World Economy
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World Stocks Lower

World Stocks LowerWorld Stocks Lower

Stock markets slid sharply on Friday and the dollar fell after US non-farm payrolls numbers came in well short of forecast, adding to concerns over the pace of economic growth that have weakened investors’ appetite for risk globally.

Futures prices showed Wall Street set to open as much as half a percent lower ESc1 while stock markets in Europe deepened morning falls, sending global indices towards their worst weekly losses since early February, news outlets reported.

Earlier Asian markets had fallen by as much as 2-3%, helping prod the MSCI world index some 2% lower on the week, a reflection of the gloom which has begun to grip global investors again.

Japan’s benchmark Nikkei 225 lost 0.3% to close at 16,106.72 as Tokyo resumed trading after the three-day “Golden Week” national holidays. Australia’s S&P/ASX 200 edged 0.2% higher to 5,292.00, while Hong Kong’s Hang Seng index slipped 1.7% to 20,109.87. The Shanghai Composite sank 2.8% to 2,913.25. Markets were closed in South Korea for a national holiday.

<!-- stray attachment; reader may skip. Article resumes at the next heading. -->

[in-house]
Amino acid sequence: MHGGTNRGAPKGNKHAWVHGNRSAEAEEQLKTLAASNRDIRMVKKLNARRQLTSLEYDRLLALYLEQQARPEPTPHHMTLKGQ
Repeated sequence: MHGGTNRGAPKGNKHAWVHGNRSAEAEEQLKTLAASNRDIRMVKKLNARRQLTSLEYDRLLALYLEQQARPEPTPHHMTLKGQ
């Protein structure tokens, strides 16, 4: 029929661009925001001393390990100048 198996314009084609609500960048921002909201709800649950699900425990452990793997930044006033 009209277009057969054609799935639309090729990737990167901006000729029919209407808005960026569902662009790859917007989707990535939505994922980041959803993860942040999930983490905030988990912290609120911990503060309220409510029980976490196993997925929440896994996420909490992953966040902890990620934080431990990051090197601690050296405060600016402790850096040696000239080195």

France’s CAC 40 fell 1.6% to 4,251, and Germany’s DAX lost 1% to 9,754. Britain’s FTSE 100 was 0.9% lower to 6,063. US shares were set to drift lower with Dow futures down 0.6% and S&P 500 futures down 0.6%.

The dollar, battered by the collapse since February in expectations for rises in US interest rates this year, handed back all of the day’s gains against the euro and a basket of currencies to stand roughly 0.3% lower.

The euro fell to $1.144 from $1.149 and the dollar declined to 106.52 yen from 107.10 yen.

Benchmark US crude oil lost 45 cents to $43.87 a barrel in electronic trading on the New York Mercantile Exchange. It gained 54 cents on Thursday. Brent crude, used to price international oils, was down 75 cents at $44.26 a barrel in London.

The report showed the US economy added the fewest number of jobs in seven months in April, only 160,000 compared to expectations of around 200,000.

“The labor market has been a shining beacon compared with other elements of the US economy for the past few months, but no longer,” said Dennis de Jong, managing director of London based broker UFX.com.

“Today’s figure has come in disappointingly low.”

The slower pace may raise uncertainty over the economy’s growth, though wages showed signs of picking up. Overall, the data suggests the Fed may be marginally less likely to raise its interest rates again next month.

Financialtribune.com